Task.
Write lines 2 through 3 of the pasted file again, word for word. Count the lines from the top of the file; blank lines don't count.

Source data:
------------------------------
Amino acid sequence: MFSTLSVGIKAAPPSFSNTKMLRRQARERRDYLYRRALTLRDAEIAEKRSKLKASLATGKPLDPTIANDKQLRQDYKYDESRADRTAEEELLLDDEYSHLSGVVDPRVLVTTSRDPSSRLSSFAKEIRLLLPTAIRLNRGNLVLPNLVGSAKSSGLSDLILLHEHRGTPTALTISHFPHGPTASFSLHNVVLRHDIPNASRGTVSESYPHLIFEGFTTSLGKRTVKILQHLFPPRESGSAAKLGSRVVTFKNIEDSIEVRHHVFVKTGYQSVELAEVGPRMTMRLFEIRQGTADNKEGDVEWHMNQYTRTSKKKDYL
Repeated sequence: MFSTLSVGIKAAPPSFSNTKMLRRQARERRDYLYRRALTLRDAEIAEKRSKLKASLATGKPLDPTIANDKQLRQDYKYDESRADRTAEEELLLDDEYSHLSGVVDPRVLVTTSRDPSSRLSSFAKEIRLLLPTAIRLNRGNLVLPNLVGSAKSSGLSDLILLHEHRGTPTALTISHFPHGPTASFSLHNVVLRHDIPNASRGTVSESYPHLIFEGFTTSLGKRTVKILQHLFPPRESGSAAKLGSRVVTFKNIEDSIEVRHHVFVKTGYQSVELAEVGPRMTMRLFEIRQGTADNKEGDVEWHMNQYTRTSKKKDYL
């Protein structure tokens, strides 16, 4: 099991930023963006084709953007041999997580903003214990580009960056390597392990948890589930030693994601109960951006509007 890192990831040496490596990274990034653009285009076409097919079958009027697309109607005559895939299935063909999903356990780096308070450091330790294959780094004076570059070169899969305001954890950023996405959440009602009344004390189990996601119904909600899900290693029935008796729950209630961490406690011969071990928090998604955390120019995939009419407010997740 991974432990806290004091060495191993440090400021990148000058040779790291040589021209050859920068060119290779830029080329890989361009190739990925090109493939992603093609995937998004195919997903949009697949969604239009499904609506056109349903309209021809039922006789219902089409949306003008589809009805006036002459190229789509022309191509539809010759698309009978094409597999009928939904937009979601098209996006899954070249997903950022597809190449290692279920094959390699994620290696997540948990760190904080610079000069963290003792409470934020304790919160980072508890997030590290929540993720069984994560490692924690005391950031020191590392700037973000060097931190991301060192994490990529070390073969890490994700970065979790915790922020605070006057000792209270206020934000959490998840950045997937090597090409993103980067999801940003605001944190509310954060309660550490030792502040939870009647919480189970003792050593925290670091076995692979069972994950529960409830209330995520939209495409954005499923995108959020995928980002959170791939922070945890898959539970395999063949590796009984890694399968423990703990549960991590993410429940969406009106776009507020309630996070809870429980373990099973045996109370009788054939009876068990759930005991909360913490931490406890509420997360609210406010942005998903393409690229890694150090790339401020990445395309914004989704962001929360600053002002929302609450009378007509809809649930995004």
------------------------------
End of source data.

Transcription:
Repeated sequence: MFSTLSVGIKAAPPSFSNTKMLRRQARERRDYLYRRALTLRDAEIAEKRSKLKASLATGKPLDPTIANDKQLRQDYKYDESRADRTAEEELLLDDEYSHLSGVVDPRVLVTTSRDPSSRLSSFAKEIRLLLPTAIRLNRGNLVLPNLVGSAKSSGLSDLILLHEHRGTPTALTISHFPHGPTASFSLHNVVLRHDIPNASRGTVSESYPHLIFEGFTTSLGKRTVKILQHLFPPRESGSAAKLGSRVVTFKNIEDSIEVRHHVFVKTGYQSVELAEVGPRMTMRLFEIRQGTADNKEGDVEWHMNQYTRTSKKKDYL
């Protein structure tokens, strides 16, 4: 099991930023963006084709953007041999997580903003214990580009960056390597392990948890589930030693994601109960951006509007 890192990831040496490596990274990034653009285009076409097919079958009027697309109607005559895939299935063909999903356990780096308070450091330790294959780094004076570059070169899969305001954890950023996405959440009602009344004390189990996601119904909600899900290693029935008796729950209630961490406690011969071990928090998604955390120019995939009419407010997740 991974432990806290004091060495191993440090400021990148000058040779790291040589021209050859920068060119290779830029080329890989361009190739990925090109493939992603093609995937998004195919997903949009697949969604239009499904609506056109349903309209021809039922006789219902089409949306003008589809009805006036002459190229789509022309191509539809010759698309009978094409597999009928939904937009979601098209996006899954070249997903950022597809190449290692279920094959390699994620290696997540948990760190904080610079000069963290003792409470934020304790919160980072508890997030590290929540993720069984994560490692924690005391950031020191590392700037973000060097931190991301060192994490990529070390073969890490994700970065979790915790922020605070006057000792209270206020934000959490998840950045997937090597090409993103980067999801940003605001944190509310954060309660550490030792502040939870009647919480189970003792050593925290670091076995692979069972994950529960409830209330995520939209495409954005499923995108959020995928980002959170791939922070945890898959539970395999063949590796009984890694399968423990703990549960991590993410429940969406009106776009507020309630996070809870429980373990099973045996109370009788054939009876068990759930005991909360913490931490406890509420997360609210406010942005998903393409690229890694150090790339401020990445395309914004989704962001929360600053002002929302609450009378007509809809649930995004």